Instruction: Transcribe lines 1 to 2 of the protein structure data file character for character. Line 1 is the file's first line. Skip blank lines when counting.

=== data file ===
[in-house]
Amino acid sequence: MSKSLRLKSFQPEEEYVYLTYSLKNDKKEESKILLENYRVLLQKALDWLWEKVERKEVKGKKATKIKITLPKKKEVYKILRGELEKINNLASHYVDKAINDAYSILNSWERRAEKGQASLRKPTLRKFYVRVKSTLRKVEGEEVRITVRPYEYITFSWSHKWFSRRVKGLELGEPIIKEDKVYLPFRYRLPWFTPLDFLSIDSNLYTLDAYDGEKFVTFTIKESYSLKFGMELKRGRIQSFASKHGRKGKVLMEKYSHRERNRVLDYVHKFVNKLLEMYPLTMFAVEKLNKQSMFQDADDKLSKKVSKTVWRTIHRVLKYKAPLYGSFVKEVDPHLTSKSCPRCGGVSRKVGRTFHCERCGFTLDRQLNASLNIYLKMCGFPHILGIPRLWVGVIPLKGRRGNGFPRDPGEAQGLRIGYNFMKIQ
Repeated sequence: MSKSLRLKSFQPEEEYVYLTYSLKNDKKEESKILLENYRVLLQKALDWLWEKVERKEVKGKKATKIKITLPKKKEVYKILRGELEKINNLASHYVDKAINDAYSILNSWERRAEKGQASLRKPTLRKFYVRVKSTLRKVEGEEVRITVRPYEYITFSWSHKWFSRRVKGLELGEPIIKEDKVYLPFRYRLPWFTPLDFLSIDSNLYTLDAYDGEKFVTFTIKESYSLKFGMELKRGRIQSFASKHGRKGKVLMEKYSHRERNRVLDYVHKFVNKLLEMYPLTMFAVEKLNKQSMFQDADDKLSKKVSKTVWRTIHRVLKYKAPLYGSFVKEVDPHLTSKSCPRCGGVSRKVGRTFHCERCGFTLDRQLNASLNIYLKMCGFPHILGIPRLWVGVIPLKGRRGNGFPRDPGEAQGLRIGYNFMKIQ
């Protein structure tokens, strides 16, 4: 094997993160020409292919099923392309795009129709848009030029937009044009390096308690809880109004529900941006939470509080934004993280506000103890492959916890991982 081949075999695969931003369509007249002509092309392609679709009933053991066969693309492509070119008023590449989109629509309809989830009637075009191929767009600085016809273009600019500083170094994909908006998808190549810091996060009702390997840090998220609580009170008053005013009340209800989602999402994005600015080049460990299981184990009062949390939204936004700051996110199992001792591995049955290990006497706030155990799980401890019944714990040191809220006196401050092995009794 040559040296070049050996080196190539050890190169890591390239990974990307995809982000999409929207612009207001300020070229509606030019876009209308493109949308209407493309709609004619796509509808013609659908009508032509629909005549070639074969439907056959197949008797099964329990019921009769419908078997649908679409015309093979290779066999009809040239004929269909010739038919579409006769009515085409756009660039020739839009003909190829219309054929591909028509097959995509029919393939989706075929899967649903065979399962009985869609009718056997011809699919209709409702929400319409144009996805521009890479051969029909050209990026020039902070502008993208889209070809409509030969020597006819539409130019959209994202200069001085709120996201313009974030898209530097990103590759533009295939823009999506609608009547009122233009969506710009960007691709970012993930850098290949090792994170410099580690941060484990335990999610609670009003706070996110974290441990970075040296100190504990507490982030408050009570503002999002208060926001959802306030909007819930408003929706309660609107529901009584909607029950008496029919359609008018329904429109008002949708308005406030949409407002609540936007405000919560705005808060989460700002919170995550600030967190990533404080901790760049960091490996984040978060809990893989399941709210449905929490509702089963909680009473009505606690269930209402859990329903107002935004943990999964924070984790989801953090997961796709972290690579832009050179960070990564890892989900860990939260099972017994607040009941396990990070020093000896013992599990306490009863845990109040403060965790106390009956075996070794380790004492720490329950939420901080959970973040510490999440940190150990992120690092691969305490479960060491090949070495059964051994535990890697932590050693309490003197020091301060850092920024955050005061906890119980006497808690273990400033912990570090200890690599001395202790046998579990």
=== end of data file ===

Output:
[in-house]
Amino acid sequence: MSKSLRLKSFQPEEEYVYLTYSLKNDKKEESKILLENYRVLLQKALDWLWEKVERKEVKGKKATKIKITLPKKKEVYKILRGELEKINNLASHYVDKAINDAYSILNSWERRAEKGQASLRKPTLRKFYVRVKSTLRKVEGEEVRITVRPYEYITFSWSHKWFSRRVKGLELGEPIIKEDKVYLPFRYRLPWFTPLDFLSIDSNLYTLDAYDGEKFVTFTIKESYSLKFGMELKRGRIQSFASKHGRKGKVLMEKYSHRERNRVLDYVHKFVNKLLEMYPLTMFAVEKLNKQSMFQDADDKLSKKVSKTVWRTIHRVLKYKAPLYGSFVKEVDPHLTSKSCPRCGGVSRKVGRTFHCERCGFTLDRQLNASLNIYLKMCGFPHILGIPRLWVGVIPLKGRRGNGFPRDPGEAQGLRIGYNFMKIQ